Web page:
A springtime stroll

It was such beautiful weather in Cheshire at the weekend, it was decided that a stroll down the local country lanes was in order.

It’s amazing what can be seen while out for a little stroll.  There seemed to be quite a few butterflies fluttering about the wild verges.  Comma, tortoiseshell, orange tip and peacock butterflies danced about chasing each other.

Bees were also enjoying the sunshine buzzing, from one spring flower to the next.

A variety of birds tweeted merrily from the hedgerows.  Goldfinches, great tits and sparrows darted in and out of the hedges and trees.  Rooks and crows walked along freshly ploughed fields looking for worms and grubs: and 2 ducks sat in the water ditch along the side of the lane.

Walking down the lane I stopped to say hello to the remains of an old oak tree which stands on land that could have been subjected to fracking….what a horrific thought.

The area is so lucky to have locals, as well as lovely people at the fracking camp (that used to be on this land) and great crested newts that helped to protect the area.  I’m so glad that the field now has cows lazily grazing the lush green grass and it is a peaceful place to stand and ponder.

As I turned down the next lane I saw new buds on the chestnut trees, pussy willow bursting with catkins, and absolutely stunning blossom in the hedgerows.

I even saw animal trackways in the undergrowth, and I wondered what creatures use them at night.

Turning the next corner I could hear lambs bleating in the near-by field whilst the lion (from the zoo) roared loudly….I wonder what the local wildlife think of the roaring??

Homeward bound I stopped to watch the buzzard circling above and admire another beautiful oak tree.  This must be the earliest oak tree in the area as the others haven’t woken up yet.

It was a lovely walk and it is so nice to be out in nature admiring the beauty that springtime has to offer.

Spring has sprung

At the beginning of March I wrote an article for the Cheshire Environmental Records Centre newsletter about the garden in springtime.  (You can read it here: Wildlife on your doorstep)

I can’t believe how much the garden has changed since then.  Drifts of snowdrops, crocuses and dwarf iris have faded away only to be replaced by stunning daffodil drifts, primroses and hellebores.

The garden looks lovely at the moment.  There are vibrant yellows, pastel purples, beautiful blues and pure whites.

Drifts of daffodils symbolise that spring has sprung and is now in full swing.  There are so many different varieties and every one of them is beautiful.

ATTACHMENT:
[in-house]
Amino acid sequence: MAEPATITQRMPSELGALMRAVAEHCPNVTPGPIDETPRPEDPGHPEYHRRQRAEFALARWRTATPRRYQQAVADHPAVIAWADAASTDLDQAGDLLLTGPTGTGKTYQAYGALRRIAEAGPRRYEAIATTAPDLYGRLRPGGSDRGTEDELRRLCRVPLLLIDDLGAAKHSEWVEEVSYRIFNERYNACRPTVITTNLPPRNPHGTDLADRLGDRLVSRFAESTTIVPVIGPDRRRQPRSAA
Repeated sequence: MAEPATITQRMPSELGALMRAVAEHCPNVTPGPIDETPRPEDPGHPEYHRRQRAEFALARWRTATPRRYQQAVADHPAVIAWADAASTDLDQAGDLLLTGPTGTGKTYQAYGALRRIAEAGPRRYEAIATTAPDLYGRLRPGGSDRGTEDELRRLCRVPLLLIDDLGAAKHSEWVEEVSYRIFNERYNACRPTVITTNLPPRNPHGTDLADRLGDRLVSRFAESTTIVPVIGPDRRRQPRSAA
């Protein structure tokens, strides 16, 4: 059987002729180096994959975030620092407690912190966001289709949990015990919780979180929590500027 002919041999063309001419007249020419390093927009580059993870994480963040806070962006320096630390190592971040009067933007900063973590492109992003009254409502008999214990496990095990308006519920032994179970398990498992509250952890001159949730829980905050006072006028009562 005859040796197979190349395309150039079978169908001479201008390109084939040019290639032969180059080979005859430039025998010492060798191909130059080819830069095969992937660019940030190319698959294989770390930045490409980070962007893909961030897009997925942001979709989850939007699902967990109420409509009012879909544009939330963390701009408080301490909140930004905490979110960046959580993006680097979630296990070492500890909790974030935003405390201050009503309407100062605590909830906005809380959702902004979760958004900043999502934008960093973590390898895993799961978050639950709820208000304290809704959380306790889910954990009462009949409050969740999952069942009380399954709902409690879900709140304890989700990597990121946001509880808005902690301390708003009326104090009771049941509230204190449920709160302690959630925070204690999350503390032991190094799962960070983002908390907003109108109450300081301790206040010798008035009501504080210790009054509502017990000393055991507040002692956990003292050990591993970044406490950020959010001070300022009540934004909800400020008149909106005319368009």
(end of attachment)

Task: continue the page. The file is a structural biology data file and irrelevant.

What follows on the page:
The primroses are also looking their best now adding vibrant colour under the trees whilst hellebores add pastel hues to the garden.  Hyacinths also look beautiful at the moment and their heady scent wafts down the garden.

If I had to choose my most favourite flower in the garden at the moment, I think I would choose….snakeshead fritillaria.  I think it’s such a delicate pretty flower.  The pastel shade of purple with chequered pattern is exquisite.

My favourite tree in the garden at the moment has to be the damson tree.  I absolutely love the the delicate pure white blossom and the hoverflies, bees and other insects adore it too.

It’s not just the plants that are taking centre stage in the garden though.  Wildlife is returning to the garden once more.  Those sleepy hedgehogs are waking up, frogs are relaxing under the hibernacula and newts are returning to the pond.

It’s lovely to see the hedgehogs waking up from their hibernation.  They have a big shake, a good old scratch and then waddle off to find food.  (You can see some hedgehog footage here)

The pond is absolutely teaming with life.  In the sunshine I can see caddisfly, flatworms, water daphne and waterlice.

I absolutely love sitting by the pond on a sunny spring day to watch the newts dancing about showing off to one another and laying their eggs on plant leaves.  (You can see some pondlife footage here though the newts are being shy)

 

Spring is such a lovely time of year, it really does lift your spirits.

The garden is bursting with life and colour now so get out there and enjoy it.

 

 

The “Sol Monath” garden

From the warmth of a cosy room behind a window, the garden looks dead and uninviting at this time of year. But for all those that brave the cold wet February weather will know that the garden is anything but barren and lifeless.
The garden in February sees the start of new life sprouting from the ground and to the Celts indicated a time for new beginnings. February gets its name from the Roman festival of purification called “Februa” but I have heard that there is also an Old English name “Sol Monath.” This means “Mud month” which I think describes the month perfectly.